December 6, 2016

Read from Redux, declare PropTypes, and filter data with GraphQL

Sashko Stubailo
Open Source Eng Manager
@stubailo
FrontendHow-to

GraphQL is a powerful API system based around declaring a schema describing the capabilities of your backend, and then querying that schema with a nice language that projects the data into the shape you want. But that’s just one way to use it. There are so many other uses for the GraphQL query language, especially for cases on the client where importing and running your whole GraphQL schema doesn’t make sense. Enter graphql-anywhere, the library that powers Apollo Client.

What does it do?

As you may recall, writing a GraphQL schema on the server requires you to declare a set of types with fields and resolvers. Since graphql-anywhere doesn’t use a schema, instead you can write just one resolver that is called for every field of the query:

(fieldName, rootValue, args, context, info) => any

Then, you can run this resolver with a GraphQL query like so:

import graphql from 'graphql-anywhere'

graphql(resolver, query)

It supports all of the features of GraphQL, including fragments, variables, directives, aliases, and more. Read the full docs for all the boring details, but let’s look at some exciting examples!

Examples

It turns out you can do a lot of useful things with a library that traverses GraphQL queries for you.

Filtering a large result

One of the best features of GraphQL is that you only get the data you ask for. Now you can take advantage of this even without a GraphQL server, by writing just two lines of code using graphql-anywhere (all the other lines set up the data):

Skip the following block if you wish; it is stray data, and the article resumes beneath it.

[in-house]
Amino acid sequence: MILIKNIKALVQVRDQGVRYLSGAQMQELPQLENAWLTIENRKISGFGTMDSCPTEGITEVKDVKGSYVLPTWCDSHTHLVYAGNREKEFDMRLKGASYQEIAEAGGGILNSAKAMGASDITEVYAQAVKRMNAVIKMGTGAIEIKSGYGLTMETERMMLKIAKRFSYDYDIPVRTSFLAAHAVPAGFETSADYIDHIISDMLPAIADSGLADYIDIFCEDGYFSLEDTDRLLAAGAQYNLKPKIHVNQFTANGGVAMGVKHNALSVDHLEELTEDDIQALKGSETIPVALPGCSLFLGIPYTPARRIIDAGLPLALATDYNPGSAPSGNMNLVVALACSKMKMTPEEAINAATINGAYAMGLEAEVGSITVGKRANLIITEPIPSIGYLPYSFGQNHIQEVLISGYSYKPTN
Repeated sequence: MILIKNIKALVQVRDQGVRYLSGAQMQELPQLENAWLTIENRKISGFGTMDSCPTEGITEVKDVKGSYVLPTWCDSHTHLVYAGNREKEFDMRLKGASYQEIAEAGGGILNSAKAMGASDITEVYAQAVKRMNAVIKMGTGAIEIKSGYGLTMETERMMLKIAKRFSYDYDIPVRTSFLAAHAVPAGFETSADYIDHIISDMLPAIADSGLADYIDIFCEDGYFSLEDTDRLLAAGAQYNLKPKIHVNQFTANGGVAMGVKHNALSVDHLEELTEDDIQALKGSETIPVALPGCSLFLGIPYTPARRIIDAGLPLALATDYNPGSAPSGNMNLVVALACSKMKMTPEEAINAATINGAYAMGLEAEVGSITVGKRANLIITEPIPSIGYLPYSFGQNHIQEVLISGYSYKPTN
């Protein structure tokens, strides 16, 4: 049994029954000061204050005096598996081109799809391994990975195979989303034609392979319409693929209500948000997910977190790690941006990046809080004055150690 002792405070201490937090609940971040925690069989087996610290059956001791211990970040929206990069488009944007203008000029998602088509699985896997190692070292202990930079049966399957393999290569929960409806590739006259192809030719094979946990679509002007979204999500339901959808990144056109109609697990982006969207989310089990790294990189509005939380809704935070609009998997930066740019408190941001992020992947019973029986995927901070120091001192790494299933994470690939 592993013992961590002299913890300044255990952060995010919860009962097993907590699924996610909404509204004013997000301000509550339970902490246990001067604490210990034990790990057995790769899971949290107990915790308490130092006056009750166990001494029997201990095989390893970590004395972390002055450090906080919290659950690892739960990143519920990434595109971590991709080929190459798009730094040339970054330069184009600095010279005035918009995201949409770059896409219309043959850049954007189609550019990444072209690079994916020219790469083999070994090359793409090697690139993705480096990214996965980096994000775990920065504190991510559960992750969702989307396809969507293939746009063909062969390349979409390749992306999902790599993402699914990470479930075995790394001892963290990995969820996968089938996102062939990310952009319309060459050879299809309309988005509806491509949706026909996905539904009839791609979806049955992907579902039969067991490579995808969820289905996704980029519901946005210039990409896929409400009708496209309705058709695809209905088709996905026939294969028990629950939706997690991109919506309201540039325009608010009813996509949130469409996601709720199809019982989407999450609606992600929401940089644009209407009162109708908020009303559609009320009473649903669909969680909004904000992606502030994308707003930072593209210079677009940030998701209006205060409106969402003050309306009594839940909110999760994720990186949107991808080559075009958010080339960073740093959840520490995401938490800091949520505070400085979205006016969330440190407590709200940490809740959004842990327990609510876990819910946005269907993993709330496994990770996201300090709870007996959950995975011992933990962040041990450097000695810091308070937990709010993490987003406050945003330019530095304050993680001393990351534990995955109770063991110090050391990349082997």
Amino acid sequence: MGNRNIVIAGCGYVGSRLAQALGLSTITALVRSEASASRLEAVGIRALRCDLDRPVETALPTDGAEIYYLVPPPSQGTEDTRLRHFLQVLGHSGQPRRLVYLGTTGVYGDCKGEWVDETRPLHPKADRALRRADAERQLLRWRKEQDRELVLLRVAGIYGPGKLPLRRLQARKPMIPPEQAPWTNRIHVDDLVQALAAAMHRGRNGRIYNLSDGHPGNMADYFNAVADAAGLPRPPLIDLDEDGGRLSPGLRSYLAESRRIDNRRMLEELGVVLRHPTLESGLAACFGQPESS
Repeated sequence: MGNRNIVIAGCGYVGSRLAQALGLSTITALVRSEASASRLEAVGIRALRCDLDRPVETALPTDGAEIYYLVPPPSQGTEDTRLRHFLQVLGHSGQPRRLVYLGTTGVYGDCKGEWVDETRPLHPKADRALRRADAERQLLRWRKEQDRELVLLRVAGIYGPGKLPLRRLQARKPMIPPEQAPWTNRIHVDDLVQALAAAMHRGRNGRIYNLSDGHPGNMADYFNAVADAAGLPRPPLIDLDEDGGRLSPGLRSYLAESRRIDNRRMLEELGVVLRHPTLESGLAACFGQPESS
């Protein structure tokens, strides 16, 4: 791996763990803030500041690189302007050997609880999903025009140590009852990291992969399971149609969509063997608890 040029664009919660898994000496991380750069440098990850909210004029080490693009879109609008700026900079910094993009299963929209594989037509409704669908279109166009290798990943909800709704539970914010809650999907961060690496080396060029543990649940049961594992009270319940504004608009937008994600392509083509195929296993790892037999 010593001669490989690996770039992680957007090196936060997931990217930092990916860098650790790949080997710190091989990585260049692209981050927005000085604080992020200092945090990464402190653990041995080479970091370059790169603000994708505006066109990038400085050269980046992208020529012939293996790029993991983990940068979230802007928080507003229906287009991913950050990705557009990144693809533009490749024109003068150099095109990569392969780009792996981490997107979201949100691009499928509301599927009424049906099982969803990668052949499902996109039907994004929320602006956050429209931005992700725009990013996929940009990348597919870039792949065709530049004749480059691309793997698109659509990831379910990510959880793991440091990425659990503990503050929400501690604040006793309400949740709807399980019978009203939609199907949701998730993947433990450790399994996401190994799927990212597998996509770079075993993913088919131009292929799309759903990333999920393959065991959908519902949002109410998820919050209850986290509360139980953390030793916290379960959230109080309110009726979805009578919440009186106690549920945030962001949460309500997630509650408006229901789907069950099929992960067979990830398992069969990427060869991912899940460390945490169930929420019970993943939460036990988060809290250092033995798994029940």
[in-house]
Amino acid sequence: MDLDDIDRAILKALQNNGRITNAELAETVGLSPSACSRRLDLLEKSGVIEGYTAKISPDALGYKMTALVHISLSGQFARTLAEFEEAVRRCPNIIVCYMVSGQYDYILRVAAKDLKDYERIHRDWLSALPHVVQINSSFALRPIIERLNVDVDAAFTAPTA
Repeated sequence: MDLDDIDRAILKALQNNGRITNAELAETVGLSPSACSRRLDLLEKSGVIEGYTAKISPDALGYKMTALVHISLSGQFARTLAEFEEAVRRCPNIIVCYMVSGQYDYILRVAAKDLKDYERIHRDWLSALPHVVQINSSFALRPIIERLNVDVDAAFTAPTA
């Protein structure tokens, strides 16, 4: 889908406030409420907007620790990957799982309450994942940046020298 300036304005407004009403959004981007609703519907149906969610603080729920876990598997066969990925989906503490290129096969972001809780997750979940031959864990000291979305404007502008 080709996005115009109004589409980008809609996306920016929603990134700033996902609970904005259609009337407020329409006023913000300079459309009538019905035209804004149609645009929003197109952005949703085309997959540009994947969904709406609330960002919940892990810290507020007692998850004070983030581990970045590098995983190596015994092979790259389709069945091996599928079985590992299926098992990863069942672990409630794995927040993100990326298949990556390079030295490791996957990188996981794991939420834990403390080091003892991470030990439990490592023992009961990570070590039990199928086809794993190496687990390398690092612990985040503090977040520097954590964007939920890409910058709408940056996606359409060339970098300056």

import gql from 'graphql-tag';
import graphql from 'graphql-anywhere';

// I don't need all this stuff!
const gitHubAPIResponse = {
  "url": "https://api.github.com/repos/octocat/Hello-World/issues/1347",
  "title": "Found a bug",
  "body": "I'm having a problem with this.",
  "user": {
    "login": "octocat",
    "avatar_url": "https://github.com/images/error/octocat_happy.gif",
    "url": "https://api.github.com/users/octocat",
  },
  "labels": [
    {
      "url": "https://api.github.com/repos/octocat/Hello-World/labels/bug",
      "name": "bug",
      "color": "f29513"
    }
  ],
};

// Write a query that gets just the fields we want
const query = gql`
  {
    title
    user {
      login
    }
    labels {
      name
    }
  }
`;

// Define a resolver that just returns a property
const resolver = (fieldName, root) => root[fieldName];

// Filter the data!
const result = graphql(
  resolver,
  query,
  gitHubAPIResponse
);

assert.deepEqual(result, {
  "title": "Found a bug",
  "user": {
    "login": "octocat",
  },
  "labels": [